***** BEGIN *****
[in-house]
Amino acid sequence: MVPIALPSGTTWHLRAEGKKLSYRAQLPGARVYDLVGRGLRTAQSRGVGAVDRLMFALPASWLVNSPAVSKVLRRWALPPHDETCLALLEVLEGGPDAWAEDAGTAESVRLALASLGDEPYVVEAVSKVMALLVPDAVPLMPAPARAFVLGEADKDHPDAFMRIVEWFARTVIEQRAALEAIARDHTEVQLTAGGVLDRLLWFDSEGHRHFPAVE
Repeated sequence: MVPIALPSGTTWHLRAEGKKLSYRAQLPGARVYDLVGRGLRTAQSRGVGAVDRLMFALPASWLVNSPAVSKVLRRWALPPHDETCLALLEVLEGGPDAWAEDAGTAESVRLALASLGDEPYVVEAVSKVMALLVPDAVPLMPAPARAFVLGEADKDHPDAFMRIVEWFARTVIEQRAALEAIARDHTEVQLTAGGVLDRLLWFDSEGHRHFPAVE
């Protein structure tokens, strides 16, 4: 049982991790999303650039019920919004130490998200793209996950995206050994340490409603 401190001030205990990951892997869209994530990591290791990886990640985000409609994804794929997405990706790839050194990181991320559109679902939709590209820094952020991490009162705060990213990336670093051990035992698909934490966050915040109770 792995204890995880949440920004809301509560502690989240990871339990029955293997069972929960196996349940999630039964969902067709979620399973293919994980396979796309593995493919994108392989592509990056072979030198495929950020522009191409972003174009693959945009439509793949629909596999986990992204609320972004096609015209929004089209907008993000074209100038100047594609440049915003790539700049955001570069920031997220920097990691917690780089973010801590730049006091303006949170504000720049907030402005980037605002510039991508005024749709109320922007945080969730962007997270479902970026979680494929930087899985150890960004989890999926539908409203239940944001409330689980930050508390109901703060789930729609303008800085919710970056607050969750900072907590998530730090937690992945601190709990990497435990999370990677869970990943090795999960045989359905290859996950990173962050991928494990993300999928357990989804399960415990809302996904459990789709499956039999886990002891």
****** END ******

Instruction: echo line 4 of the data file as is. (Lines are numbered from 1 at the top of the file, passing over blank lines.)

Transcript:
């Protein structure tokens, strides 16, 4: 049982991790999303650039019920919004130490998200793209996950995206050994340490409603 401190001030205990990951892997869209994530990591290791990886990640985000409609994804794929997405990706790839050194990181991320559109679902939709590209820094952020991490009162705060990213990336670093051990035992698909934490966050915040109770 792995204890995880949440920004809301509560502690989240990871339990029955293997069972929960196996349940999630039964969902067709979620399973293919994980396979796309593995493919994108392989592509990056072979030198495929950020522009191409972003174009693959945009439509793949629909596999986990992204609320972004096609015209929004089209907008993000074209100038100047594609440049915003790539700049955001570069920031997220920097990691917690780089973010801590730049006091303006949170504000720049907030402005980037605002510039991508005024749709109320922007945080969730962007997270479902970026979680494929930087899985150890960004989890999926539908409203239940944001409330689980930050508390109901703060789930729609303008800085919710970056607050969750900072907590998530730090937690992945601190709990990497435990999370990677869970990943090795999960045989359905290859996950990173962050991928494990993300999928357990989804399960415990809302996904459990789709499956039999886990002891």